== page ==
Tag: aesthetics

Suckers for Jesus! Or, Holy Kitsch!

 

I can’t call it “only in America,” because kitschy and silly, though harmless, religious trinkets seem to be a universal phenomenon. Still, there is something endearingly American about this online Christian storefront, selling Testamints, crucifix-shaped lollies, gourmet Scripture suckers, chocolate tulips (must be for the Calvinists), and little gummy Jesus “footsteps”: show that you walk in His footsteps by eating His feet!

“Take and eat… do this in remembrance of me.” In a religion based on the Eucharist, I suppose it’s not exactly blasphemous to consume Jesus in gummy form, though I doubt my grandmother would have agreed: she would have seen candy shaped like all or any part of Jesus as blasphemously irreverent, even if abstract religious symbols were commonplace in eats where she came from. Part of the wider Christian culture in America is to downplay aesthetic differences: high church or low, contemporary or old-fashioned, why argue adiaphora, huh? At the same time, aesthetics go to the heart of worship: whatever we think “worship the Lord in the beauty of holiness” means, it only seems fitting to give of our best (whatever that is) in acts of reverence. Religious kitsch occupies a funny place, not just strange, but amusing — and not just amusing to snobs who wish to disdain the rubes. The Babylon Bee, a favorite site of many of us here, often pokes fun at Christian kitsch, and it could hardly be said to disdain American Christians: it pokes fun at the kitsch because it’s run by American Christians.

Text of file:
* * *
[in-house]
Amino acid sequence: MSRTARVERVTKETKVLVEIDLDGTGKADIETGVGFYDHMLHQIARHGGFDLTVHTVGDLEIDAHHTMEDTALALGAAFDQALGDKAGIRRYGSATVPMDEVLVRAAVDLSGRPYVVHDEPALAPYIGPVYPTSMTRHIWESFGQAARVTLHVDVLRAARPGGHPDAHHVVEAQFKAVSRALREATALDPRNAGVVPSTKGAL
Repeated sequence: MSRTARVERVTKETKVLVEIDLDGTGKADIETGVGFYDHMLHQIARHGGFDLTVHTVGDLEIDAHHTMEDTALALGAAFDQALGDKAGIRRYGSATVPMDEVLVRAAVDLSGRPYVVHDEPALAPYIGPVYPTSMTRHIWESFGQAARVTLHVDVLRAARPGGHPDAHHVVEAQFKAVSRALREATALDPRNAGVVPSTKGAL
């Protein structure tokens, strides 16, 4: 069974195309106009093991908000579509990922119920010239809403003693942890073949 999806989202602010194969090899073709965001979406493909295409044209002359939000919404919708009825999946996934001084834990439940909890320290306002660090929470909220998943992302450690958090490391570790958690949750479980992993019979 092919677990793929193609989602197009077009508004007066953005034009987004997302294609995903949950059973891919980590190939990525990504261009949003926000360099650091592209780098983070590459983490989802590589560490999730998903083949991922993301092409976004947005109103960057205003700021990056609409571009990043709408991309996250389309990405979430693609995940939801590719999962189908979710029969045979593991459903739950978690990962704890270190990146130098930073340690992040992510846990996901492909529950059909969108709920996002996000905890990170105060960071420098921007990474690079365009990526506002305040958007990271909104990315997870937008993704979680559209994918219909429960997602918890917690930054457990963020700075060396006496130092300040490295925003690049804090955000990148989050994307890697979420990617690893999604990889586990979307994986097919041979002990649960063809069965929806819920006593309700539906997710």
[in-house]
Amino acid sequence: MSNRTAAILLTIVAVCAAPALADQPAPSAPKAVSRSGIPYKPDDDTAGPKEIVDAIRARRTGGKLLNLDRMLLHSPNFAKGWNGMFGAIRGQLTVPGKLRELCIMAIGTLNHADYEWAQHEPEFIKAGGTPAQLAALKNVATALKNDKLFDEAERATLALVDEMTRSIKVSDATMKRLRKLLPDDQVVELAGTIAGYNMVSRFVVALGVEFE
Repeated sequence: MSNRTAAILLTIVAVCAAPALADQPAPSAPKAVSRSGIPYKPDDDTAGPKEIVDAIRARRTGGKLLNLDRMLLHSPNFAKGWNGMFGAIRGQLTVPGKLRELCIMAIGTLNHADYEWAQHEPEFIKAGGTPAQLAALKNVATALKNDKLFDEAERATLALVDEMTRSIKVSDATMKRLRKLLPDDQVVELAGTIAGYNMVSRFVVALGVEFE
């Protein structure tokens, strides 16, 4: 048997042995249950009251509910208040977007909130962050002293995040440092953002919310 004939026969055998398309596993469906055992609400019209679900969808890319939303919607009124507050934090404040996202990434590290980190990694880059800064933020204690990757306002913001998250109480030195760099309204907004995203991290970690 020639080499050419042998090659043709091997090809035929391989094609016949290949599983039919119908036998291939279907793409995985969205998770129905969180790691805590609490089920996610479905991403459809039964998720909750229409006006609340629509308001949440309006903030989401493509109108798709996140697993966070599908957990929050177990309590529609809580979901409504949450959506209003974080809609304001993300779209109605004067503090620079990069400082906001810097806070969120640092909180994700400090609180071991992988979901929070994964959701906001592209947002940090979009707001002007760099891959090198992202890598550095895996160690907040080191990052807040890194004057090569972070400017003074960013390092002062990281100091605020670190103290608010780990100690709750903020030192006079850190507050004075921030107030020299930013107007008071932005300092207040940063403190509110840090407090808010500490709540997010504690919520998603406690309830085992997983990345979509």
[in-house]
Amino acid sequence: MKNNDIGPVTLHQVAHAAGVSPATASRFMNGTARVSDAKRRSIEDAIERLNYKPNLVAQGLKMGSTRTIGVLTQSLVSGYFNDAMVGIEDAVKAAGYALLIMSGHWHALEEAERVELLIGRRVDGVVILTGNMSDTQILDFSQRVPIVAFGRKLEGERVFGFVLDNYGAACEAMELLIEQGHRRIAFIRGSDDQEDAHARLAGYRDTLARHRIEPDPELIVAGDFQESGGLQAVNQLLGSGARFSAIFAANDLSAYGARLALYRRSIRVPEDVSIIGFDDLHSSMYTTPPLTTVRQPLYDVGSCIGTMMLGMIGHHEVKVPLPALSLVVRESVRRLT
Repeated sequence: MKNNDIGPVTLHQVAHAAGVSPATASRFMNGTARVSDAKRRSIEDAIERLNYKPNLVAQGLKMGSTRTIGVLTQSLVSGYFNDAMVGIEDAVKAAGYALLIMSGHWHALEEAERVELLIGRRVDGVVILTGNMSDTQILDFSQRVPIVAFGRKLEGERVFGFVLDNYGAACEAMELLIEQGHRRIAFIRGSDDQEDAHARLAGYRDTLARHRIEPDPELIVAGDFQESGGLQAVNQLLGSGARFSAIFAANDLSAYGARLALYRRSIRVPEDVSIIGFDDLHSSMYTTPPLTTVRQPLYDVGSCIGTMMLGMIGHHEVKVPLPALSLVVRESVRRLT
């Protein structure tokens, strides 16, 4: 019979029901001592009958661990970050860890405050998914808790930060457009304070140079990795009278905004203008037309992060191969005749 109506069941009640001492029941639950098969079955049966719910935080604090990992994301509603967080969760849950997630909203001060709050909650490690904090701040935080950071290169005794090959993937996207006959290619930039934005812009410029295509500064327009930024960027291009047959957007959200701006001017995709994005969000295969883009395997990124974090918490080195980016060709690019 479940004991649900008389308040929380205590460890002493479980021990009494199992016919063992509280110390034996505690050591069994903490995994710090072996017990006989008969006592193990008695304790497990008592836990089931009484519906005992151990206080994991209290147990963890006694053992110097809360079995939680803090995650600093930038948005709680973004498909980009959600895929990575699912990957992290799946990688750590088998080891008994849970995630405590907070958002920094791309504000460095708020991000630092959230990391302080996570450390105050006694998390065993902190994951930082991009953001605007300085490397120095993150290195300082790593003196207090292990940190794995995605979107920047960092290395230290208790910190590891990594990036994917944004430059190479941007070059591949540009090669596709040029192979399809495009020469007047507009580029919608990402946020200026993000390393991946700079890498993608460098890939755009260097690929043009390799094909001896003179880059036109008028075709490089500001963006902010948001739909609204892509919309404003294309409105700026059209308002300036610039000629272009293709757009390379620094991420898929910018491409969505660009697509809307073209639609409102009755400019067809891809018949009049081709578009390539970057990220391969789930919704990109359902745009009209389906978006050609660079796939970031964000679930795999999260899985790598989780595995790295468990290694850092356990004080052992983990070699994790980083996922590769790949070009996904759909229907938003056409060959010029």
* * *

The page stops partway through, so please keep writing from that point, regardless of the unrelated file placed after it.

What even counts as kitsch depends on your background. My grandmother, raised very Lutheran, had pretty exacting standards for what wasn’t kitschy. Were the sanctuary and music too contemporary and informal? Kitschy. Were they too ornate? Kitschy. Most religious statuary and paintings? Also kitschy. That she was Lutheran may have had less to do with her severe standards than the kind of Lutheran she was: she came from a place where Lutherans and “Papists” (Catholics) didn’t quite get along, and when she arrived in America, she was (mostly) eager to assimilate. More eager, she thought, than her Italian neighbors, who might plant a bathtub Madonna in the midst of their front lawn.

Lonesome Purple Hearts and Angry Red Ones: Love and Contempt in a Divided Red Tribe

 

Red America, blue America. It’s a crude categorization, but useful. According to Rachel Lu, the red tribe is the tribe of traditional, transcendent bourgeois values, while the blue tribe is the tribe of neo-Epicureanism, which by its nature is shallow and tepid. According to Charles Murray, the red tribe professes traditional values while struggling to practice them, while the blue tribe, for the most part, lives out these values while failing to profess them. According to Mark Regnerus, when it comes to the specific traditional values of chastity and stable family formation, while both tribes are far from paragons, on average the red tribe fails a lot harder than the blue tribe does, even though it’s the red tribe, not the blue, which promulgates language like “chastity” and “family values”. If you stop looking at averages though, something interesting happens: the red tribe splits. Red-tribe children who inherit exceptional amounts of social capital (which arises from networks of shared social norms, including trust and reciprocity) are more sexually virtuous than their blue peers, while red-tribe children with low social capital are so much less sexually virtuous than their blue peers that it drags the whole red average down below that of the blue.